In non-destructive ultrasonic testing, multi-element sensors are used for the inspection of structures to ensure the safety of people and infrastructures. Currently, one of the driving factor of an ultrasonic method is the number of elements of the sensor, influencing the speed and efficiency of the inspection but also the cost and the volume of the equipment. This project aims at developing a prototype of a multi-element sensor with a limited number of elements compared to current state of the art equipment, without losing imaging resolution. To achieve this goal, Compressed Sensing (CS), a recent technique of signal processing allowing to go beyond the traditional sampling theorems and to reconstruct data from severely undersampled measurements, will be used. The ultrasonic inspection procedure will need to be entirely rethought to meet the CS requirements, specifically the sparsity of the measured data and the incoherence of the measurement process. The expected results is a significant reduction (of the order of 5) of the number of elements to conduct imaging, which would be a true revolution in NDT with direct applications in various industrials sectors.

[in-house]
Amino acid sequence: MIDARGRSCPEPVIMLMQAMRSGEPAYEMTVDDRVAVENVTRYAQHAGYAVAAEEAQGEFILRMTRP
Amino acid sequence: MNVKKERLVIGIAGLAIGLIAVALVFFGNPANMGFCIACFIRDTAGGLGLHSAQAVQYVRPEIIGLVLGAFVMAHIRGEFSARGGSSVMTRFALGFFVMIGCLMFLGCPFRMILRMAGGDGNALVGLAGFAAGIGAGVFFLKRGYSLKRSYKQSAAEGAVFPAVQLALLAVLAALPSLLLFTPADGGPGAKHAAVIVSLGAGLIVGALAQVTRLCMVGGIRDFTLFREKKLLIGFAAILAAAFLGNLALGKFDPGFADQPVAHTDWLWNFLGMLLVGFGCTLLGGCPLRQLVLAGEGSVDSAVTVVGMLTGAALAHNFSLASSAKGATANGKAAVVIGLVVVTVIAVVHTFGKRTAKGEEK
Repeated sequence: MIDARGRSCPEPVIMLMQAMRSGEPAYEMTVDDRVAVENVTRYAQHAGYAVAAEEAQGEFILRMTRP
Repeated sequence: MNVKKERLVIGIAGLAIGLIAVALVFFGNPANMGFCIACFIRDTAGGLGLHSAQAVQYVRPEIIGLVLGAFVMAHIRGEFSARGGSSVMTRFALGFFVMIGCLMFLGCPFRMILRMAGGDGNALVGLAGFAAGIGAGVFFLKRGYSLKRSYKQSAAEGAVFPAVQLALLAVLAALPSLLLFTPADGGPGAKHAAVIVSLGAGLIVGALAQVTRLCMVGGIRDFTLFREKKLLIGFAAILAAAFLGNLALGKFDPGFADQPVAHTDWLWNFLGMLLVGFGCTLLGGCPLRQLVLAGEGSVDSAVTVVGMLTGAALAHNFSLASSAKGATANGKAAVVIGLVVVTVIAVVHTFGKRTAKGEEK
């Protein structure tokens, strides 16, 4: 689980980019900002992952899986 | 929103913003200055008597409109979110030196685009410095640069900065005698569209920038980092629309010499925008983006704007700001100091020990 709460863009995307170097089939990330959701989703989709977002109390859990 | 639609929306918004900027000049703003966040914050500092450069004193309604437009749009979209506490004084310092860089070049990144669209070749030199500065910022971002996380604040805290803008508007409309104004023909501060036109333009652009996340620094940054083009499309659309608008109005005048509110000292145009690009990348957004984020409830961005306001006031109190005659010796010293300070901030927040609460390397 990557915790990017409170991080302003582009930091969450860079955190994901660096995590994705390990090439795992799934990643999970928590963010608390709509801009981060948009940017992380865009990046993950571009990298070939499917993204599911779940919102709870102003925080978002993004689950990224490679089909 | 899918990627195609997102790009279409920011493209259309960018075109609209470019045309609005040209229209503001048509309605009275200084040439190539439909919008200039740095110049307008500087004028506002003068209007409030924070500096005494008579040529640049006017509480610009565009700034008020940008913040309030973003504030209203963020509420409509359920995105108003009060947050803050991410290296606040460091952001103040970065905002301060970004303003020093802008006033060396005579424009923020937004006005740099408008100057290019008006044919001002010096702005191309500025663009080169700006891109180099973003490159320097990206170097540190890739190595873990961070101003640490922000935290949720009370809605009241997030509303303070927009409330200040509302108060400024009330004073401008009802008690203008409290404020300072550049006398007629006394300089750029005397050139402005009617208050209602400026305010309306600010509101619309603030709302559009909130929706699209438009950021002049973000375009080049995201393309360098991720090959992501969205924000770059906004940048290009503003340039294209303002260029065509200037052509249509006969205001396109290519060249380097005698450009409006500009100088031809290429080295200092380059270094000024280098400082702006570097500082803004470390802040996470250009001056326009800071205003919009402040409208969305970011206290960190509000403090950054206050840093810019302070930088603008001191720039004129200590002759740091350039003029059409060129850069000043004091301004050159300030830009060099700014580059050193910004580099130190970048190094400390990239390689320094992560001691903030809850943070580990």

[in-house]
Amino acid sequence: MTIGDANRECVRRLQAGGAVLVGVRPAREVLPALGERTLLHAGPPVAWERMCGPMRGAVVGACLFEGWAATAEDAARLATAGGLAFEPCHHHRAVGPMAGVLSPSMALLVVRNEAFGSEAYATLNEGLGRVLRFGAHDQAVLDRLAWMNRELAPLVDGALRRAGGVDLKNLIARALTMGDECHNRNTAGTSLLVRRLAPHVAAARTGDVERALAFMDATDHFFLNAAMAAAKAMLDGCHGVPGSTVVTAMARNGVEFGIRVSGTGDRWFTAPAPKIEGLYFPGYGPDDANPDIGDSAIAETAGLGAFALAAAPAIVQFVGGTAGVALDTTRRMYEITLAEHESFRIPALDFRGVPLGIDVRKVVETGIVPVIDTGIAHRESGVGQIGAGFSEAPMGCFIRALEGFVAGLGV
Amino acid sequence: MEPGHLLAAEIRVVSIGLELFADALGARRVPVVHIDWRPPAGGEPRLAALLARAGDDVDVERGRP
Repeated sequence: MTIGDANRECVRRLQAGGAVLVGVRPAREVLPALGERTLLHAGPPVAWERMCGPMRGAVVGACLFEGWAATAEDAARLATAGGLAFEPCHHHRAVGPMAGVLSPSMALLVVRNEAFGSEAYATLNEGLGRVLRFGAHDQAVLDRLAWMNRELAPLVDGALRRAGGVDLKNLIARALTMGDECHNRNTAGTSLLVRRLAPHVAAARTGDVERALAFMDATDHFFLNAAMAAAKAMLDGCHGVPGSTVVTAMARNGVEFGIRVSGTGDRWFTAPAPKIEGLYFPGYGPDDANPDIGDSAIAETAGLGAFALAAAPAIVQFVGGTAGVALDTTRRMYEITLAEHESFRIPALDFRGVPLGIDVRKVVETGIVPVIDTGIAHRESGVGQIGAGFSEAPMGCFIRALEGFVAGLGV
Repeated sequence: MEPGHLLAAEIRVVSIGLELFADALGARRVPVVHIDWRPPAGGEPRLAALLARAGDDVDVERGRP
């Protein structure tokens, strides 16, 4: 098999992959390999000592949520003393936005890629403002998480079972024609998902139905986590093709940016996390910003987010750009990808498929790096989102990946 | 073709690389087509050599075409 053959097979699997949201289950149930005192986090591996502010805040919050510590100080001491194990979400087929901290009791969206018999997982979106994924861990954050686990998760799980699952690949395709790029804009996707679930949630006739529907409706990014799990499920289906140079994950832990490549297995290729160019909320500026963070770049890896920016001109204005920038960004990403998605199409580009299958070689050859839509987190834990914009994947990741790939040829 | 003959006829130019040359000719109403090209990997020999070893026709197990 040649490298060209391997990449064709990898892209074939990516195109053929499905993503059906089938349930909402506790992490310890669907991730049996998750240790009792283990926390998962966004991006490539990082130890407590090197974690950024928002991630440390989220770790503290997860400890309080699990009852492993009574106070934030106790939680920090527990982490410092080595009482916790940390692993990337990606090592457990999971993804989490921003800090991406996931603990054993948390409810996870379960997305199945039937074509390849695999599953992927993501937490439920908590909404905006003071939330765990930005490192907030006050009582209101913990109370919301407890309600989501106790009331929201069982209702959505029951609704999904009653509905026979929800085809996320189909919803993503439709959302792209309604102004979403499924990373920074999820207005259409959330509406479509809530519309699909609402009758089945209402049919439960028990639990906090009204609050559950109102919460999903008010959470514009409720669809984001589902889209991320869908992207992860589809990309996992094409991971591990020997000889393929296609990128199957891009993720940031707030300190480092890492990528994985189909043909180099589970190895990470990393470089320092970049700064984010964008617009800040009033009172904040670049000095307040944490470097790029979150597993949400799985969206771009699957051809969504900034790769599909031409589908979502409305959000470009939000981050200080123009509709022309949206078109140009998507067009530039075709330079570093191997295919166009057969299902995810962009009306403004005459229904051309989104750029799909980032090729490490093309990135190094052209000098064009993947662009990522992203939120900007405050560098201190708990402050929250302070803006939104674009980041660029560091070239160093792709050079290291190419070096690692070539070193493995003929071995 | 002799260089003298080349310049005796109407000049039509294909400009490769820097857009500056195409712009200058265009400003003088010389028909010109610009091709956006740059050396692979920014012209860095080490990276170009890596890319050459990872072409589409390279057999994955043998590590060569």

The following laboratories, all located in Saclay (France) of the CEA (the French atomic commission), will participate to the project: the NDT department for its expertise in multi-element ultrasonic testing and Neurospin and Cosmostat for their expertises in the field of CS, mainly applied to medical RMI imaging and astrophysics, respectively. The collaboration between these three labs, each among the worldwide leading institutes in their respective fields, will ensure the creation of a new and disruptive family of sensors.